"To say that he is one of my heroes is not an understatement," Parker said. "There are plenty of times that giving up would be the easier way to go."
As soon as he was old enough, Colton was playing football, soccer and basketball all over the Tuscola area.
"We've typically kept Colton pretty sheltered because some of the negative things that can be said about children with cerebral palsy, but then we realized he really is an inspirational story," Rahn said. "He does everything the doctors said he'd never do."
On a Friday night in February, Rahn sent out a tweet asking fellow Illini fans to send positive wishes to Colton, who was undergoing eye surgery the following morning.
"Ok fellow #Illini fans. Need some help," Rahn tweeted. "My 9yo who is a HUGE #Illini fan is going for his 2nd eye procedure (from his cerebral palsy) on Tuesday and he is scared to death. Can I get some messages of support to read him? Thanks! #ColtonCourage#CPWarrior"
Soon, the responses started pouring in -- more than 191 responses in total.
"Colton. No need to be afraid when family is there for you Be strong and know you have a lot of people thinking of you," former Illini football coach Bill Cubit tweeted. "Thinking of you and family."
Special teams coach Bob Ligashesky also replied with: "Colton, Fighting Illini are with you! Admire your courage! We all be thinking about you! Looking forward to hearing from you when you get out!"
Illinois head coach Lovie Smith and the team planned to visit Colton in the hospital, but a snow storm put a halt on the trip.
Then, a week later, Colton was on the bench for his youth basketball game when he noticed he had spectators -- a lot of them. More than 30 members of the Illinois football team were in attendance.
Late in the game, Colton checked in, came off of a screen and buried what turned out to be the game-winning shot.
When the clock hit zero, the team stormed the court and hoisted Colton on their shoulders.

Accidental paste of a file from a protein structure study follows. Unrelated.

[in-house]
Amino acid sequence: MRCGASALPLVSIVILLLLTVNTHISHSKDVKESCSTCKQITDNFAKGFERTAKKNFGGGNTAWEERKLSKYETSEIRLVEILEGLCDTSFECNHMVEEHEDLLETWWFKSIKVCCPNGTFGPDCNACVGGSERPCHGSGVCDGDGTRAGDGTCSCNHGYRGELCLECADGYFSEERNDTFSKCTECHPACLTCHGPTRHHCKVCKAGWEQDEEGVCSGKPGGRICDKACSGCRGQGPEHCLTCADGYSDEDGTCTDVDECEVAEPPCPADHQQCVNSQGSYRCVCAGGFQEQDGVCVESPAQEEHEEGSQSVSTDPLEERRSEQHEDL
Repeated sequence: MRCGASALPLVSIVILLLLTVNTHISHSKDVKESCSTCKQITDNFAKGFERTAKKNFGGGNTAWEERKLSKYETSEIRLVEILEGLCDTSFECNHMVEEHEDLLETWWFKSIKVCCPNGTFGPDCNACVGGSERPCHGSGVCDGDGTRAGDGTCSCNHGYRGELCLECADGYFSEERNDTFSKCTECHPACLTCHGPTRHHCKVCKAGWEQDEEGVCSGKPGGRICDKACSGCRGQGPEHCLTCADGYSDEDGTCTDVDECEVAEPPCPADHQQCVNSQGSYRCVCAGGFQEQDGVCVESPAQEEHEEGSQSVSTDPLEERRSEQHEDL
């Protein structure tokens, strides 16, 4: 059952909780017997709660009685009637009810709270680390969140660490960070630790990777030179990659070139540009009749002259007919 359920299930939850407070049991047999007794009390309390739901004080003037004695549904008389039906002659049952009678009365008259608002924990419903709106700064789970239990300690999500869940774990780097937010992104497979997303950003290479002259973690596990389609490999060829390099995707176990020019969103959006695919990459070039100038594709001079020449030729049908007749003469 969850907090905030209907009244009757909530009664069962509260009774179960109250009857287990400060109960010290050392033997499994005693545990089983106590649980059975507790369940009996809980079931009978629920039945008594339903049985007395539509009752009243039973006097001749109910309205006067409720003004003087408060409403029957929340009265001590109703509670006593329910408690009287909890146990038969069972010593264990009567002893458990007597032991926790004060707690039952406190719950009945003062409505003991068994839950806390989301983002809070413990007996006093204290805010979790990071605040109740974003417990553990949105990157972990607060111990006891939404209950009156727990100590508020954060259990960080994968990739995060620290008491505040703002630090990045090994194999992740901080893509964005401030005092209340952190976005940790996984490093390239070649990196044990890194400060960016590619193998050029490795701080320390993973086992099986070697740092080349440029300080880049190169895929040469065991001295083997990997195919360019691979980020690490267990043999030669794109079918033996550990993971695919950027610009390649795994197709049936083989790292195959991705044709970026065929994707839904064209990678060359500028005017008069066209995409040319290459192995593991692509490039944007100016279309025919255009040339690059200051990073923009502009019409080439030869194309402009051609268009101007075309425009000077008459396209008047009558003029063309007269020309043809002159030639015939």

"It was like a movie," Illinois running back Reggie Corbin said. "The fact that he made the game-winning shot, that was crazy. I loved to see that and how hard he plays."
The relationship between Colton and the football team was more than Rahn ever expected when he sent out the initial tweet.
"I knew I would get some messages from a lot of Illini fans, because it is a really good fan base," Rahn said. "Did I think there would be messages from Dion Thomas, almost all the players on the team, and Bill Cubit? It kind of blew up."
Love of football
If there's anything Colton loves, it's football.
When Rahn was a youth coach, he took Colton to games with him -- and on Friday nights, it's Tuscola Warriors football. Before the Warriors take the field, Colton plants himself next to the massive rock in the back of the end zone to watch the players come in.
Colton, though, won't be one of those players. He still has a blood clot in the main artery of the left side of his brain, making the risk of head injury high in a contact sport.
"Football has always been his love, but having cerebral palsy, it's not a game he'll ever be able to play," Rahn said.
But flag football doesn't involve contact. Rahn brought an NFL Flag Football program in Tuscola. He had 71 players in the inaugural season, including Colton.
Colton started playing soccer in kindergarten because the risk of injury in that is fairly low for him. Parker had some concerns for bitty ball basketball, but had a connection with Colton's coach to alleviate some of those nerves. When the opportunity to play flag football came up, there were more nerves, and, truthfully, neither Rahn nor Parker have completely put those aside.
"Colton tries so hard to keep up with the other kids that he doesn't realize he has limits, and we've always told him he can do whatever he wants," Parker said. There's always a fear of injury that will never go away. His ultimate goal is he wants to get well enough that he can at least play for the (Tuscola) Warriors. I don't know how I personally feel about that. I'm glad it's a few years away."